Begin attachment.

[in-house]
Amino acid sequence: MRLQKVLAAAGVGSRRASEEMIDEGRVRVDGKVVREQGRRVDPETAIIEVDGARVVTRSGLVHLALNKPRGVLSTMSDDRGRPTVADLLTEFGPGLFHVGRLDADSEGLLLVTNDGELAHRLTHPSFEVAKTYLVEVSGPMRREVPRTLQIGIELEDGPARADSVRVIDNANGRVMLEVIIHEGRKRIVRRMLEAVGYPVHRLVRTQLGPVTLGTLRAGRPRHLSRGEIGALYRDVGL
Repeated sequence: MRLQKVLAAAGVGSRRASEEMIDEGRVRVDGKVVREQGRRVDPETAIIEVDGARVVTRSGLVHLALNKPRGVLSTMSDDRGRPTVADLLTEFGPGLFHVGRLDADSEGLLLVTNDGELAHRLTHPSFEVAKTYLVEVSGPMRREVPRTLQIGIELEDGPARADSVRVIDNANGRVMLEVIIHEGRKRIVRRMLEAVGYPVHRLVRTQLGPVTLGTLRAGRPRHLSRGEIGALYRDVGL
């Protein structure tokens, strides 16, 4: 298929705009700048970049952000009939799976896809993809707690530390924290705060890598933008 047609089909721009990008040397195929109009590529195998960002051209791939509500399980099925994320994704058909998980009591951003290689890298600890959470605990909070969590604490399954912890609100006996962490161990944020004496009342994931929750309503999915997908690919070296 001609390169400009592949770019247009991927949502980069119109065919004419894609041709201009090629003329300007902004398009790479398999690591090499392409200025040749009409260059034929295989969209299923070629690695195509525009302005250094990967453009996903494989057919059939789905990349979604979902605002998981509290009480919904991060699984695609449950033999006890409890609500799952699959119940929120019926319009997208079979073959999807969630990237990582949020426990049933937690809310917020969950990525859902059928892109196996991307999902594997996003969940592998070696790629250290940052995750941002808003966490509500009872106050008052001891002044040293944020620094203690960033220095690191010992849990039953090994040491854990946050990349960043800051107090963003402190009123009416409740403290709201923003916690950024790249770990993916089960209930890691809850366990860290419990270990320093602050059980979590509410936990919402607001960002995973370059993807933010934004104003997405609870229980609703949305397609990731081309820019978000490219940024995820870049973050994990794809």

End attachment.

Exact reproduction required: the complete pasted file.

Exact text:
[in-house]
Amino acid sequence: MRLQKVLAAAGVGSRRASEEMIDEGRVRVDGKVVREQGRRVDPETAIIEVDGARVVTRSGLVHLALNKPRGVLSTMSDDRGRPTVADLLTEFGPGLFHVGRLDADSEGLLLVTNDGELAHRLTHPSFEVAKTYLVEVSGPMRREVPRTLQIGIELEDGPARADSVRVIDNANGRVMLEVIIHEGRKRIVRRMLEAVGYPVHRLVRTQLGPVTLGTLRAGRPRHLSRGEIGALYRDVGL
Repeated sequence: MRLQKVLAAAGVGSRRASEEMIDEGRVRVDGKVVREQGRRVDPETAIIEVDGARVVTRSGLVHLALNKPRGVLSTMSDDRGRPTVADLLTEFGPGLFHVGRLDADSEGLLLVTNDGELAHRLTHPSFEVAKTYLVEVSGPMRREVPRTLQIGIELEDGPARADSVRVIDNANGRVMLEVIIHEGRKRIVRRMLEAVGYPVHRLVRTQLGPVTLGTLRAGRPRHLSRGEIGALYRDVGL
């Protein structure tokens, strides 16, 4: 298929705009700048970049952000009939799976896809993809707690530390924290705060890598933008 047609089909721009990008040397195929109009590529195998960002051209791939509500399980099925994320994704058909998980009591951003290689890298600890959470605990909070969590604490399954912890609100006996962490161990944020004496009342994931929750309503999915997908690919070296 001609390169400009592949770019247009991927949502980069119109065919004419894609041709201009090629003329300007902004398009790479398999690591090499392409200025040749009409260059034929295989969209299923070629690695195509525009302005250094990967453009996903494989057919059939789905990349979604979902605002998981509290009480919904991060699984695609449950033999006890409890609500799952699959119940929120019926319009997208079979073959999807969630990237990582949020426990049933937690809310917020969950990525859902059928892109196996991307999902594997996003969940592998070696790629250290940052995750941002808003966490509500009872106050008052001891002044040293944020620094203690960033220095690191010992849990039953090994040491854990946050990349960043800051107090963003402190009123009416409740403290709201923003916690950024790249770990993916089960209930890691809850366990860290419990270990320093602050059980979590509410936990919402607001960002995973370059993807933010934004104003997405609870229980609703949305397609990731081309820019978000490219940024995820870049973050994990794809």